Moses turned five months old today. In short of his life he has successfully helped me to avoid a traffic ticket (apparently swerving on the highway is bad), melted the hearts of the elderly ‘morning walkers neighborhood brigade’ successfully annoyed every neighborhood dog because Moses refuses to bark in return to the insistent yawlps, hounds, and whimpers. He has sprouted from a wee little puppy, with long brown spotted legs, wavy hair along his back, and
ears that flop so perfectly, a Hollywood producer would hire him on the spot.
Moses has received bird wings and feathers from Missouri and South Dakota. Spent a week making friends with a pointer named Cookie. He has charmed my wife’s heart, and begs to be loved by our cat, Paisley (she will have not of it!).
On a recent walk Moses brought life into the aging wrinkles of a seventy-five year old man name Larry. We spoke from a distance. One that seemed to bother young Moses. He posed liked the Winged Victory, chest out shoulders back as if to quietly say, “Look at me.. see how magnificent I shall become.” Larry was charmed, perhaps a bit sad. For he spoke in somber tones of his beloved and aging Brittany, Emma. Disregarding his water can, a moment of youth filled strength returned to Larry, his eyes continually being pulled down to Moses, the Iris patch starving to be quenched. I could see Moses’s little legs shaking with excitement. I hope to see Larry again. To sit with him. Enjoy his prized flower garden. To talk with him about birds, life, and his feet Emma.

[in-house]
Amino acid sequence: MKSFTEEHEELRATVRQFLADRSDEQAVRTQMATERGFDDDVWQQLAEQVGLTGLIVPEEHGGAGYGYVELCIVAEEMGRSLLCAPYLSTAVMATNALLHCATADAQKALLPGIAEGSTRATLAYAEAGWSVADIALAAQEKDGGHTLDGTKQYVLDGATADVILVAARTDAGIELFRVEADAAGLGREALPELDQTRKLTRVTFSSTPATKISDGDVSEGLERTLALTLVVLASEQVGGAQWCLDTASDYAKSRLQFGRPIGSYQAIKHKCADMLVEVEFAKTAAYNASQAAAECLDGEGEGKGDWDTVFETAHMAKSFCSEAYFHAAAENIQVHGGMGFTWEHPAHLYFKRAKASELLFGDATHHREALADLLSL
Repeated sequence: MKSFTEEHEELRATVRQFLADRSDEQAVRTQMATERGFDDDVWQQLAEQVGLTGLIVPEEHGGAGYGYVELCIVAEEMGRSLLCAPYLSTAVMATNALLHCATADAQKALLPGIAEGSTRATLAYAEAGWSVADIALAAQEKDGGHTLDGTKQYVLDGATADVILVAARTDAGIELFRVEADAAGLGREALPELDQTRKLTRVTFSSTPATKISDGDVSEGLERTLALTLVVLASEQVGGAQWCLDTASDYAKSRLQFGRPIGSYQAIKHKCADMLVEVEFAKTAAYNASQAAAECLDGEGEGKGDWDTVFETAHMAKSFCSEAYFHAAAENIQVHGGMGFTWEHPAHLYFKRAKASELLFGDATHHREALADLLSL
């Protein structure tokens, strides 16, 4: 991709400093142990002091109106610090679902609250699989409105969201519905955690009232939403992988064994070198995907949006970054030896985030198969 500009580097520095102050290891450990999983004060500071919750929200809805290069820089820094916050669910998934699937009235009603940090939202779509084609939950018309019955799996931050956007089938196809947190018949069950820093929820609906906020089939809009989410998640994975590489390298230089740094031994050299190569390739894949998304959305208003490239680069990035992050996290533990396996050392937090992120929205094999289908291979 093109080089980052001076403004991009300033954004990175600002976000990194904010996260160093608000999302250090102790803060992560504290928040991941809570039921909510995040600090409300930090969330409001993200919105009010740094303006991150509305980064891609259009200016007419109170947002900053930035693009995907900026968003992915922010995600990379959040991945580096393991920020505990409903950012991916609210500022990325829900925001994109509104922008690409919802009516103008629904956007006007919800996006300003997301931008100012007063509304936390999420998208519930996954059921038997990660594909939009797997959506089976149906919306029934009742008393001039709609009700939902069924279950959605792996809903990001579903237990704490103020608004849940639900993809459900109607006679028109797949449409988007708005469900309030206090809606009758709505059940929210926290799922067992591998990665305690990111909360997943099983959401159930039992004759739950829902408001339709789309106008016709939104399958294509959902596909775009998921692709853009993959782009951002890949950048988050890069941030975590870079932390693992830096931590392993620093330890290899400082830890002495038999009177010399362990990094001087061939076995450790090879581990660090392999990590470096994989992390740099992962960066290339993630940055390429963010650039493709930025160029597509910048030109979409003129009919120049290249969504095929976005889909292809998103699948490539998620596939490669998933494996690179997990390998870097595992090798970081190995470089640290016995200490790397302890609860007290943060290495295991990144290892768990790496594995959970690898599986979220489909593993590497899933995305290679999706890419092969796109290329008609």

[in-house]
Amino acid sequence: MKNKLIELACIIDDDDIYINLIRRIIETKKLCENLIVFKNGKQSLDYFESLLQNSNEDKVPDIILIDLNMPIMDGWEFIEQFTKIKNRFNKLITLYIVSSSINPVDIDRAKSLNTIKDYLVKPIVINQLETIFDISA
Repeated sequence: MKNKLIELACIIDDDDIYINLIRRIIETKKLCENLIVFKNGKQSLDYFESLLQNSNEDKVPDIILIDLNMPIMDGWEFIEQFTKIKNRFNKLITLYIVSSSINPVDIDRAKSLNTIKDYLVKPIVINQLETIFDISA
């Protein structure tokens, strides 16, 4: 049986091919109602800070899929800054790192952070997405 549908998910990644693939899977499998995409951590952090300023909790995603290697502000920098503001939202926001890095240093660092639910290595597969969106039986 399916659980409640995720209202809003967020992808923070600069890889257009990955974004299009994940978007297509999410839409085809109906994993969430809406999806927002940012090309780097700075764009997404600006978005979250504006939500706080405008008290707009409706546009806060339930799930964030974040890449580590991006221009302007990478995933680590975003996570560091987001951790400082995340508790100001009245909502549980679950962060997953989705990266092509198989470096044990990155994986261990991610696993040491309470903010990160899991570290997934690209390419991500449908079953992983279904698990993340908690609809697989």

The upland season will be arriving soon, five more months will have passed. Moses will be taller, heavier, still melting the hearts of new friends and strangers. I will be in the field walking amongst the rich blue skies reserved only for Autumn. He will stop, nose working the scent of a hidden bird. Wings will rocket through branch and bramble. The day can not arrive soon enough.
By Erin Woodward
Erin Woodward is a novice bird hunter. He was born and raised in Kansas where he currently resides with his wife and three children. Erin can be found during the fall and winter months venturing across the Great Plains in search of wild game. Summers are reserved for fishing and making homemade ice cream. His works have appeared in: Sage & Braker, Missing Sucks, Hunt Redi, Project Upland and Endless Migration.